Global Sourcebook for International Data Management

                                         by Graham Rhind

Help us to keep this resource free!
Support/Advertise/Donate

_____


_____

Related services
_____
With Smart Customer
MDM, Uniserv is a leading
expert in successful data
and data quality
management

____
Data Services Inc.:
International Database
Management & Contact
Address Correction/Verification
Services Covering 240
Countries & Territories

____

This resource is also available as a PDF file

Hungary

Global Sourcebook | Index | Properties

HUNGARY
HUNGARY

For supplementary information, see links to post office home pages here External, to postal code pages here External and to other personal name and addressing issues pages here External.

Table of Contents

Hungary - Country information

image

Local short name form

Official name

Area

Population

Capital

Currency

International telephone access code

36

ISO 3166 country codes

Car nationality plate code

H

Internet country code

HU

GRC Country Code

HUN

image

Hungary - Number format

   1 234,45

(where , indicates the decimal separator and a space the thousands separator)

Hungary - Date format

image

yyyy.mm.dd.

image

Hungary - Languages

image

Hungarian External is the official language, spoken by 98% of the population. Romany External (1%), German External (1%) and Slovak External (1%) are also spoken. There are smaller numbers of speakers of Romanian External, Serbo-Croatian External. There are some 5 000 Slovenian External speakers living in the area called Slovensko Raba External, where the borders of Austria, Slovenia and Hungary meet.

Hungary - Personal names

image

Personal names External are always written with the surname External first followed by the given name External, without a comma separating them.

A person may have no more than two given names (excluding non-official religious names) and two family names, which may be hyphenated. The given names must be taken from an officially approved list of several thousand names. If the chosen name is not on the list, the parents can apply to get the chosen name approved. The names get approval if they aren't derogatory, can be written and pronounced easily and can be recognised as either male or female. Recognised minorities may choose names which are not on the official list.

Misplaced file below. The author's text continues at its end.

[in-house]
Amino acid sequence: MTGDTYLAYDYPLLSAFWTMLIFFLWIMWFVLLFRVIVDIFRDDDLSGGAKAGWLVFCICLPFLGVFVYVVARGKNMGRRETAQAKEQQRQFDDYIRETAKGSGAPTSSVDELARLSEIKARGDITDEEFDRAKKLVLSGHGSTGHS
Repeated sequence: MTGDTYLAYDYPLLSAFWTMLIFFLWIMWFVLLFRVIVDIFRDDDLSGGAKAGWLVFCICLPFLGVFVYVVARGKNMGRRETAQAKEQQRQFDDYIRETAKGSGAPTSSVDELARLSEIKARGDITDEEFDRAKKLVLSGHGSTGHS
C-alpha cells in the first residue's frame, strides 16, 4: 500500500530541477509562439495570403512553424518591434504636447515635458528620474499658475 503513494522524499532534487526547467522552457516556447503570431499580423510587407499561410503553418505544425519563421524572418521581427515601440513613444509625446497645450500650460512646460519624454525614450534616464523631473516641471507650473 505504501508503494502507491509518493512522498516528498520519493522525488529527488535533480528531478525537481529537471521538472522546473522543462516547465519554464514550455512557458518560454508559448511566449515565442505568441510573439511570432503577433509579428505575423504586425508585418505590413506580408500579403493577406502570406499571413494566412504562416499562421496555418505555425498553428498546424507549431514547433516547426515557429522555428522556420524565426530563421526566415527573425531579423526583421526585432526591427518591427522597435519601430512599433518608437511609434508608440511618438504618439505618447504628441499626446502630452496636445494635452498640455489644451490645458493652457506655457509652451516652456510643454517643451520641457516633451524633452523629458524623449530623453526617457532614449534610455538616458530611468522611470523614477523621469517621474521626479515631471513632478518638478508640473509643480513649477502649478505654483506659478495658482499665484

Married women may retain their maiden names upon marriage, take a hyphenated form of both names, or take her husband's family name. If either partner already has two names, one must be dropped as two family names is the maximum allowed.

Forms of address are written after the name. Please refer to the chapter on forms of address. Widows may add özvegy (övz.) before their family name.

Tables of names can be acquired: given names External, surnames/family names External, family name prefixes External, forms of address External, job titles External

Hungary - Company names, Company legal forms

image

A word indicating the nature of the company always follows the name of the company. The indication of legal company status follows this. So, for example:

   Kovács Pékség Kft.

meaning Smith’s Bakers Ltd. The main legal types found are:

   BT. (Betiti társaság - limited partnership) 
   EC (egyéni cég - registered sole trader)
   EV (egyéni vállalkozó - sole trader)
   Kft. (or KFT.) (Korlátolt felelösségû társaság- limited liability company)
   Kht. (közhasznú társaság)
   KKT (Közkereseti társaság - general partnership)
   KV. (Közös vállalat - joint enterprise)
   Nyrt. (nyilvánosan működő részvénytársaság- public limited company)
   RT (Részvénytársaság - joint stock company)
   Zrt. (zártkörűen működő részvénytársaság- limited company)

Comprehensive tables of these strings can be acquired – see http://www.grcdi.nl/addresses.htm External

Hungary - Addresses

image

Addresses may be written in one of the following formats, both of which are in common use and both of which are correct:

   Recipient name
   postal code[ ]TOWN NAME
   Thoroughfare name[ ]thoroughfare type[ ]number

For example:

image

The alternative form is:

   Recipient name
   TOWN NAME
   Thoroughfare name[ ]thoroughfare type[ ]number
   postal code

For example:

image

In Budapest addresses the city name is often found followed by a roman numeral, indicating the section of the city. If the postal code is used, this sorting code is not required.